• The cost of replacement power in the event of an outage extension can be significant. The duration of SG services during an outage is calculated and compared to the SG service window (the minimum time available to perform such actions to place them on the critical path). The difference determines the outage extension duration to calculate the replacement power cost for each outage.
  • The loss in revenue from a decrease in electric power output resulting from SG performance degradation can be substantial. As more tubes are plugged or sleeved, steam pressure—and electric output—decreases. This is particularly significant when the pressure falls below the full load turbine valve wide open (VWO) pressure. Any decrease in electric power output from the current level is used to calculate the replacement power cost for future operating cycles. On the other hand, an increase in electric output (for example, due to returning tubes to service by sleeving, chemical cleaning to reduce fouling, SG replacement, plant uprating, an increase in T-hot limit, or other enhancements) is treated as a negative cost, reflecting its favourable impact on the analysis.
  • The frequency and duration of mid-cycle outages attributable to the SGs are used to estimate the mid-cycle outage cost. A mid-cycle outage can occur due to an unexpected tube leak or for a SG inspection required by regulatory authorities. The cost of a forced or mid-cycle outage includes the costs of SG services and the cost of replacement power for the duration of the outage.

An illustration of the economic analysis

The strategic planning analysis process involves many technical and economic considerations such as plant operating conditions, chemistry control strategies, tube degradation projections, repair options, SG performance, electric power output, outage durations, unscheduled outages and replacement options.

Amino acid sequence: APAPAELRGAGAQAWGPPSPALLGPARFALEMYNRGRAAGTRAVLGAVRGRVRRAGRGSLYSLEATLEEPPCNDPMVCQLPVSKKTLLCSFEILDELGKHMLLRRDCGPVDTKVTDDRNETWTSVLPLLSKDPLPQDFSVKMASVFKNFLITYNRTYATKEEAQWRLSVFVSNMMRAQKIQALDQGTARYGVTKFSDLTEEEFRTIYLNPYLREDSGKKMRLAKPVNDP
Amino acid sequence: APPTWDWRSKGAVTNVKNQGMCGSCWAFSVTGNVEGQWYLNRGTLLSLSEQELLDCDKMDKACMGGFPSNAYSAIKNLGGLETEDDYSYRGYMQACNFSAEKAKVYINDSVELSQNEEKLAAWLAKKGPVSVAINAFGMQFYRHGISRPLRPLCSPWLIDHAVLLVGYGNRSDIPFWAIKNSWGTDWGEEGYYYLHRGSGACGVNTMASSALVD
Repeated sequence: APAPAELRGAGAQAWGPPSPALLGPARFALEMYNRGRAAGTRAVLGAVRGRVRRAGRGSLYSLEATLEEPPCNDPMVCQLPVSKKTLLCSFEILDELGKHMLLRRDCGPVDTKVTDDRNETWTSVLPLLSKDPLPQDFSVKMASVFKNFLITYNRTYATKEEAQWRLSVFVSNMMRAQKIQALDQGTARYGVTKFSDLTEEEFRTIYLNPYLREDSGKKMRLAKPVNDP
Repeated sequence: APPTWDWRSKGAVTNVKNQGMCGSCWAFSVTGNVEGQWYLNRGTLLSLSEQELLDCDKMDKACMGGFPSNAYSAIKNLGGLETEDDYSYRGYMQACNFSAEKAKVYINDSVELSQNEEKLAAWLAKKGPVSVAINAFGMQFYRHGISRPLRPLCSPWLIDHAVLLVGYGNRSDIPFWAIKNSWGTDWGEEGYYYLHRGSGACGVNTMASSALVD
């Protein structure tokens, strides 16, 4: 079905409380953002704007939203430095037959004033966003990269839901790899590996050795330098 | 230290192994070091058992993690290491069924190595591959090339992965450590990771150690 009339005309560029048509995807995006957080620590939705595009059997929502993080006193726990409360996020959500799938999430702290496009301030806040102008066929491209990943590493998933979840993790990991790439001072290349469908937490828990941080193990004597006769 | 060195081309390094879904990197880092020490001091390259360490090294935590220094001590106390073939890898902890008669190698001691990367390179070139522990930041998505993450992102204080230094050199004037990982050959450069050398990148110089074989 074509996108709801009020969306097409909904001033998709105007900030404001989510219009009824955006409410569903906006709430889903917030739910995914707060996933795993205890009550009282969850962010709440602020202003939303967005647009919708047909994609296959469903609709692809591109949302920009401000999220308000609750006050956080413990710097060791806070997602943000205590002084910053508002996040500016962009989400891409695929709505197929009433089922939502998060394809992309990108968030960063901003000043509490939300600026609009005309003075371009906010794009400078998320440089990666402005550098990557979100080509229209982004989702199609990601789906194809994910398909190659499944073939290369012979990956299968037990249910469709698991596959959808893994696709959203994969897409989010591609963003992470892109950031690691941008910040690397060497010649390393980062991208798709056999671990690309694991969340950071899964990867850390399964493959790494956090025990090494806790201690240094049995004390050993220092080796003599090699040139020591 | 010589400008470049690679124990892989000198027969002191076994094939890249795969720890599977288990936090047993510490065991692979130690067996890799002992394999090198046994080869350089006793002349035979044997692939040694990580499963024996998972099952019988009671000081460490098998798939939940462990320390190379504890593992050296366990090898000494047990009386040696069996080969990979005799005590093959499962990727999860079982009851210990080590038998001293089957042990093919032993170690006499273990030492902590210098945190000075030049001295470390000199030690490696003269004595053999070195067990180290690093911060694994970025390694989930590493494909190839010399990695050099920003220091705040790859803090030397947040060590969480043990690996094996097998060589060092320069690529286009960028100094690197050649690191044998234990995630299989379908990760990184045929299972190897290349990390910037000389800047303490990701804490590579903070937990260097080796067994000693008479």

A plant-specific SG strategic analysis includes informative graphs and tabular data comparing results for the principal O&M scenarios evaluated. In the final report of a typical analysis there may be six to ten scenarios; however, there typically are some refinement of the scenarios between the start of the analysis and the final set. Examples are used for illustrative purpose here. These comparisons may include tube plugging versus time, plant electric output versus time, SG outage service durations versus time and the present value of revenue requirements (costs) for each scenario (i.e., strategy). The SGs in this example are projected to have low tube degradation in the future which affects the scenarios selected for evaluation.

The example includes the following five scenarios (Figure 1):

  • Scenario 1M: In-bundle upper bundle hydraulic cleaning (UBHC) to remove flow-blocking deposits from upper support plates
  • Scenario 2M: Advanced scale conditioning agent (ASCA) application every three cycles
  • Scenario 3M: High pH operation to reduce iron ingress into SGs
  • Scenario 4M: High pH operation and ASCA application every six cycles
  • Scenario 5M: Chemical cleaning

All scenarios include sludge lancing (SL) and foreign object search and retrieval (FOSAR) during every refueling outage. The notations 3R37, 3R38, etc. in the figure refer to specific future outages of this unit. CECIL stands for Consolidated Edison Combined Inspection and Lancing system. It was developed by the US utility of the same name.

Tube degradation model

Management of SG tube degradation and thermal performance is a key aspect of the strategic evaluation. The analyses make individual repair estimates for different degradation mechanisms. The present state of the art does not permit a calculation of tube degradation on